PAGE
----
Last week, Equinox made its first big foray into e-commerce with The Shop, curated and launched by the company’s vp of retail Annie Walter. The e-commerce shop brings together more than 80 brands across apparel, wellness and skin care, as well as Equinox’s own branded products.
For the fitness company, it’s a big commitment to retail, which has not normally made up a significant part of the business, according to Walter. Walter declined to elaborate, but said that in the past, membership dues have typically made up around 60% of the revenue generated from each Equinox member. But at a time when gyms are only just starting to reopen (all of Equinox’s locations are reopened except for Southern California and Toronto) and attendance is down, having a growing retail presence boosted by e-commerce is a helpful additional revenue stream.
The store carries a number of brands like Rhone and Babor, though Walter said that the Equinox-branded products featuring Equinox logos, particularly face masks, have been outselling anything else on the platform so far. Every brand participating in The Shop was a brand Equinox already sold in-store, and Walter said Equinox is looking to add new brands soon.
Notably, Walter said that she’s looking at e-commerce both as a revenue driver and an incubator for testing those new brands. Equinox has 106 clubs across the country, including 35 in New York City alone, all of which have retail stores within them. Committing to stocking a brand in every single gym takes a lot of inventory and a lot of risk, especially since products are bought on a standard wholesale model. Stocking a brand online, however, is a lower barrier to entry. If a brand starts to sell online really well, meaning that its sales outweigh the costs for stocking it in brick-and-mortar with margins to spare, the Equinox team will work to bring it in-store. Additionally, e-commerce data can help with merchandising. If a brand sells really well in New York but not so well on the West Coast, Equinox can stock the brand in East Coast locations only.
“Usually, when bringing in a new brand, we test it in 20 locations,” said Walter. “This lets us test on a larger scale to see where the appetite is. Our shops only average around 300-500 square feet, so there’s not a ton of free real estate to take up with untested brands.”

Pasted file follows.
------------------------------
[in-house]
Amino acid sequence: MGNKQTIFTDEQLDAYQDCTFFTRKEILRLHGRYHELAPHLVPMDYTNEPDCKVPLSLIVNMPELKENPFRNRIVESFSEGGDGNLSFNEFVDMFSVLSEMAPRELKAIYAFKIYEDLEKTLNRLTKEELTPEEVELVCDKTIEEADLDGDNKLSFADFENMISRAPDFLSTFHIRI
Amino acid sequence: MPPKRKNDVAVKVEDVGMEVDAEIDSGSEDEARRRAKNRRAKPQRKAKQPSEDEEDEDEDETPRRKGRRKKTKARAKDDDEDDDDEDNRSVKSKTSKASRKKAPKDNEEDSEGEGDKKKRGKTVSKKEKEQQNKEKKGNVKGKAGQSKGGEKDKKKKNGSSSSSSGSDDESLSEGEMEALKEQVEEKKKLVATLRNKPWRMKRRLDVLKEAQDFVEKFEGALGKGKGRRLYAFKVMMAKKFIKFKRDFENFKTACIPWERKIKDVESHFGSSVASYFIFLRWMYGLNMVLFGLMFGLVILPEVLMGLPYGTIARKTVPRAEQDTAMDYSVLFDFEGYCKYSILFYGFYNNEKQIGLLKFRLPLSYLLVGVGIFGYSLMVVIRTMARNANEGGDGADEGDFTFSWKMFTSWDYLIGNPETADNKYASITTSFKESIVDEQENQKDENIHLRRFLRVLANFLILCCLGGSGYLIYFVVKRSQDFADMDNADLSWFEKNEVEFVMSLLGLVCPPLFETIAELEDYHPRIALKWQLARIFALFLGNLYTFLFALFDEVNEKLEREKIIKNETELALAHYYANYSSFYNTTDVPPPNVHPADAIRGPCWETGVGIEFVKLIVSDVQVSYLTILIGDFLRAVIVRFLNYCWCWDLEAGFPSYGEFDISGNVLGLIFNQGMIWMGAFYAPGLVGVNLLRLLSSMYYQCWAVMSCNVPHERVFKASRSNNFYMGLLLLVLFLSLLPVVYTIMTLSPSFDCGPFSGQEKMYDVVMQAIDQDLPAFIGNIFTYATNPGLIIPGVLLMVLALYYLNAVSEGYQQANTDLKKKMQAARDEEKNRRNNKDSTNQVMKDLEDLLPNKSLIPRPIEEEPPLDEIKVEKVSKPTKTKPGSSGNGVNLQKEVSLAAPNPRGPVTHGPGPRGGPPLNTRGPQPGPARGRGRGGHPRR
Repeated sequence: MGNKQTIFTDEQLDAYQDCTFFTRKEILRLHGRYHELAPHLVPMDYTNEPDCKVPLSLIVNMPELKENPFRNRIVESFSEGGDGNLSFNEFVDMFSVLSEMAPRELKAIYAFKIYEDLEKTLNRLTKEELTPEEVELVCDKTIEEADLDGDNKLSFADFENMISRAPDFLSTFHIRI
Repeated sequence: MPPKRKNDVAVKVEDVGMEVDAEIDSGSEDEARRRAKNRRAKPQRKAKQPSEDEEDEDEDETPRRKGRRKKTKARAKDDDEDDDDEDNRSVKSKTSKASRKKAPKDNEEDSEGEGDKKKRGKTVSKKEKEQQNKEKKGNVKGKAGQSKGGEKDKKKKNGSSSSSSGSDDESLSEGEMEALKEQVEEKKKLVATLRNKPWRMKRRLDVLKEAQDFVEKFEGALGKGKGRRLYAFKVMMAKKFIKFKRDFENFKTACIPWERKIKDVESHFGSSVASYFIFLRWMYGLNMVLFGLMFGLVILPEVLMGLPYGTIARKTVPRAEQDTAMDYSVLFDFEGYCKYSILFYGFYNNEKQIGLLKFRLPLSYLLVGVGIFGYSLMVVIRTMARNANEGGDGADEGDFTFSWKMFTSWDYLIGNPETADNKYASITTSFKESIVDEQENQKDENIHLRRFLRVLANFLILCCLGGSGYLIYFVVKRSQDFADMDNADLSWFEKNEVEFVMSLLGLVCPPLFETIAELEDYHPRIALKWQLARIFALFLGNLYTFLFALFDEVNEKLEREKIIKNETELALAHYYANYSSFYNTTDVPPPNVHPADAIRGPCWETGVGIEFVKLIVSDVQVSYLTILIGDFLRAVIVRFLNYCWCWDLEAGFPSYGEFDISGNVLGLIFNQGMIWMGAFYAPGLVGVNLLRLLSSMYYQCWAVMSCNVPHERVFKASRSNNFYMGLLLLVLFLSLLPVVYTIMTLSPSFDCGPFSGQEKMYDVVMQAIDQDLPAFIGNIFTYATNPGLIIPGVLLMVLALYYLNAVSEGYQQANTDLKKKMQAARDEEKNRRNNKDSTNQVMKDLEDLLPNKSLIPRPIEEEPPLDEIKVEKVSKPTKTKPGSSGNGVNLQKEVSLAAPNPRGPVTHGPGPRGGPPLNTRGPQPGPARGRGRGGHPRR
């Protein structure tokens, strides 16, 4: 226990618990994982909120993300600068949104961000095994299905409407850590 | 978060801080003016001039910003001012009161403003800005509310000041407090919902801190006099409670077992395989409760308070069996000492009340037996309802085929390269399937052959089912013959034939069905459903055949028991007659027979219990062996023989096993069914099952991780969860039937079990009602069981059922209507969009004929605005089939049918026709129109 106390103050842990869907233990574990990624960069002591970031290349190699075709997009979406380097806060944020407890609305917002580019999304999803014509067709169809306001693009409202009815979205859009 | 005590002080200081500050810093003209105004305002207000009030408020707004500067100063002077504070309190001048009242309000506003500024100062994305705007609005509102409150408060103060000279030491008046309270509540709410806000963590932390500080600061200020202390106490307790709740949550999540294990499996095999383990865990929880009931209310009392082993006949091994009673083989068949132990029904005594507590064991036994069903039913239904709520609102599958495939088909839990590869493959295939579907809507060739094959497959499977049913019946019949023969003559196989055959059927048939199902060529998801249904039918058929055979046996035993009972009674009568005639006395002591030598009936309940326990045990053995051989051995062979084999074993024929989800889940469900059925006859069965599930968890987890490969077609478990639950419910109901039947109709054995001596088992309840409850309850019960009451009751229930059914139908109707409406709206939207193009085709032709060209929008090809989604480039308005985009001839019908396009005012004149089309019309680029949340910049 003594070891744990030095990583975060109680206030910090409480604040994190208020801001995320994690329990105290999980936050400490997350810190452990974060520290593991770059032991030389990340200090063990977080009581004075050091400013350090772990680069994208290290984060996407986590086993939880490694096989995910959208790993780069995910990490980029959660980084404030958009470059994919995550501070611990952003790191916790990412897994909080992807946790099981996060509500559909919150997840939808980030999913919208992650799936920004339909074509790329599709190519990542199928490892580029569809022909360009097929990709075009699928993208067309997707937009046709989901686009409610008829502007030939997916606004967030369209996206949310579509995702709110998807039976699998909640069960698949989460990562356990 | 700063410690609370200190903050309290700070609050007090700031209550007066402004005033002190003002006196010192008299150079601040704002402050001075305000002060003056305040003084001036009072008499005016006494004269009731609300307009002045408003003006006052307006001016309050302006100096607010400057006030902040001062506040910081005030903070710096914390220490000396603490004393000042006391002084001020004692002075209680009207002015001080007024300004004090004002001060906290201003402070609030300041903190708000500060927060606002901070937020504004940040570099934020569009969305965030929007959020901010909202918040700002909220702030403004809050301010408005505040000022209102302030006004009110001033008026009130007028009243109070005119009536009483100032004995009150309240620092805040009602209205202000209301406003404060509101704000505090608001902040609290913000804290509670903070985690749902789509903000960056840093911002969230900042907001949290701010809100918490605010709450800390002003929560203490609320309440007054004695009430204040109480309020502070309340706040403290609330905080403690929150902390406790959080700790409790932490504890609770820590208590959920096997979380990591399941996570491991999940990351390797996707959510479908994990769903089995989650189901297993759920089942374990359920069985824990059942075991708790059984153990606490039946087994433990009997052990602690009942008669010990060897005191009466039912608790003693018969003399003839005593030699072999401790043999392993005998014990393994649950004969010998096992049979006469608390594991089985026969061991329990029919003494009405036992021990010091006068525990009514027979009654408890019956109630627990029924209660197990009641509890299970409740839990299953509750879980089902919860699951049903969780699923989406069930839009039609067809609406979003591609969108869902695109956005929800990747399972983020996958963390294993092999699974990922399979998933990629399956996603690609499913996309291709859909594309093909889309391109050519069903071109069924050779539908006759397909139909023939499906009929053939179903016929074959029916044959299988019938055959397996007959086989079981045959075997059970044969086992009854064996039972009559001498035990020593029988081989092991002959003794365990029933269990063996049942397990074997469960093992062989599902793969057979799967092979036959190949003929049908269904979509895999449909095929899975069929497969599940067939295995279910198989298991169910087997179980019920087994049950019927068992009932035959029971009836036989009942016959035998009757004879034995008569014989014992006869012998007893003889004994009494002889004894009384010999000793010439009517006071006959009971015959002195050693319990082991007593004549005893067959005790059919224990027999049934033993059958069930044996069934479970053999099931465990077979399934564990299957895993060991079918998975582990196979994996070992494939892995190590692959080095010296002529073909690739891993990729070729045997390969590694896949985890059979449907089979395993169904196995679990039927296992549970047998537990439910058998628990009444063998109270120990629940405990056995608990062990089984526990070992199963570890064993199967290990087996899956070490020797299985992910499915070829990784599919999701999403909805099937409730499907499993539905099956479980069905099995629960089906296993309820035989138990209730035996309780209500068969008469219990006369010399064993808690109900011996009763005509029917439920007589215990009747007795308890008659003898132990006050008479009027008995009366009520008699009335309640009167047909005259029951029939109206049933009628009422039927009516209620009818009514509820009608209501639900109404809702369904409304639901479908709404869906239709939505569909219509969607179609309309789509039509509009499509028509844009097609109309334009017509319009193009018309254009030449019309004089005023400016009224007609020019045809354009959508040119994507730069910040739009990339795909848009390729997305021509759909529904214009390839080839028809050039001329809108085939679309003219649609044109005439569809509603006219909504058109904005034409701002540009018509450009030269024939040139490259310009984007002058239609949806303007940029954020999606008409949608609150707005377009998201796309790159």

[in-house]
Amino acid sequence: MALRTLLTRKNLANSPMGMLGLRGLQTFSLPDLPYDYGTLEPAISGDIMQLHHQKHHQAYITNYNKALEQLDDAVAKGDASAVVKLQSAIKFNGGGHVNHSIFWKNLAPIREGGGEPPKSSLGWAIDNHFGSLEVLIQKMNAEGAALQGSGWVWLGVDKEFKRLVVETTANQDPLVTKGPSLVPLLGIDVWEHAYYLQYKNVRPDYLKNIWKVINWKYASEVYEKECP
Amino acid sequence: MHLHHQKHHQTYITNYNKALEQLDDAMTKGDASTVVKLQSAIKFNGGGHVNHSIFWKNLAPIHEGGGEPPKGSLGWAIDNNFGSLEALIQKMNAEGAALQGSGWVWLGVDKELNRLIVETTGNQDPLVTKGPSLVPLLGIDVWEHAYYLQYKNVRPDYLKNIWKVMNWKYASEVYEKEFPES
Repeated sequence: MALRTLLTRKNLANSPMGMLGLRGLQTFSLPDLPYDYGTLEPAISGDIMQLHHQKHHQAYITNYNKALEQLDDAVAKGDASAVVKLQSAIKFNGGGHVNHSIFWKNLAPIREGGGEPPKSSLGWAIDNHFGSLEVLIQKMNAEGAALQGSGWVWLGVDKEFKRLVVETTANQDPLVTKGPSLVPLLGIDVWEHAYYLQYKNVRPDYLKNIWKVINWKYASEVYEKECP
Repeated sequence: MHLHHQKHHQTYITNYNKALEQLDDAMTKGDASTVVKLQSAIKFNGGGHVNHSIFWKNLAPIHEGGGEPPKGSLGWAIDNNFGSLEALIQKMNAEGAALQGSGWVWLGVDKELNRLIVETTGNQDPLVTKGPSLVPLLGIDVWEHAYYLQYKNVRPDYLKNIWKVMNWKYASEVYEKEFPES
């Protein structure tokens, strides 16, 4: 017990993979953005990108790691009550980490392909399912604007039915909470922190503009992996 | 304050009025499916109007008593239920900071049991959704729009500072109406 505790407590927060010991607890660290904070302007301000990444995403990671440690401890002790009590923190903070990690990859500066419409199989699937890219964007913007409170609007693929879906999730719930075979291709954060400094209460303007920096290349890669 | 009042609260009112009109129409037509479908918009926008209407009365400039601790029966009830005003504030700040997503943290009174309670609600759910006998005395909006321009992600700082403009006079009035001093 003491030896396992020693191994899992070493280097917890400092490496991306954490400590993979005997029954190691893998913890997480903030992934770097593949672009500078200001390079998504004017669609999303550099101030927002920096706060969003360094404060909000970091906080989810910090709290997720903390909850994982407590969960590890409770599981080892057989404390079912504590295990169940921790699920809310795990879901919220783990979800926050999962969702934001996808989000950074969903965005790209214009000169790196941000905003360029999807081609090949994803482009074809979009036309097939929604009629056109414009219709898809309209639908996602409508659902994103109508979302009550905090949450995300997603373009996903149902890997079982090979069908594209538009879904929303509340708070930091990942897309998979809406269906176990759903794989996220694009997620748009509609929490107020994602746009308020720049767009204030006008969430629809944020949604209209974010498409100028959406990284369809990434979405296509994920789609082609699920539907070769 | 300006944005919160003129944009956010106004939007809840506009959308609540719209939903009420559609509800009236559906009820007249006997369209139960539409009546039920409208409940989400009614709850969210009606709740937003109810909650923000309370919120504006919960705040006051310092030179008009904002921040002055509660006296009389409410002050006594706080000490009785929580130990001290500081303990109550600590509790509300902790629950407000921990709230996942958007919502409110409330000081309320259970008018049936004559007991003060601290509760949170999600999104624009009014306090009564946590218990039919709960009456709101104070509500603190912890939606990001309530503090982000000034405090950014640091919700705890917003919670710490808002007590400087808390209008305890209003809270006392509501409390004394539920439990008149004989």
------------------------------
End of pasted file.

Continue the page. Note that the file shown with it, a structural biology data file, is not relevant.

Pre-pandemic, Equinox had about 350,000 members spending a “blended average” of about $3,500 per year, between membership dues (starting at $2,200 per year) and retail purchases, adding up to well over $1 billion in revenue each year. But with gyms closed for so long, that number is way down. Equinox declined to give specific revenue figures. Activewear has exploded in popularity since the pandemic began and has been one of the fastest growing categories globally since March, according to the NPD Group. It’s expected to reach $574 billion globally by 2024.
Walter said the team is strongly leaning on its instructors for marketing purposes and is currently looking into ways to let customers shop an instructor’s outfit after taking a class. She also said she’s been creating digital lookbooks featuring instructors and sending them to members via email to build up awareness for the new store, which she said led to a big spike in digital engagement ahead of the launch.
In many ways, Equinox’s evolution is comparable to that if its sister brand Soulcycle, which began making apparel and e-commerce a bigger part of the business last year. It enlisted its own in-house design team, which Equinox also did for the EQX collection that launched with the shop. Walter said there are still a lot of product categories she wants to explore with her team.
“There’s still a lot we want to do, especially around men’s apparel,” Walter said. “Women’s is so saturated — they make it so easy for us to find beautiful things and buy them. Men’s is still a huge opportunity, and we really want to become a destination for that customer. Even since March, we’ve picked up 10% more penetration in the men’s market, so we have high hopes for that.”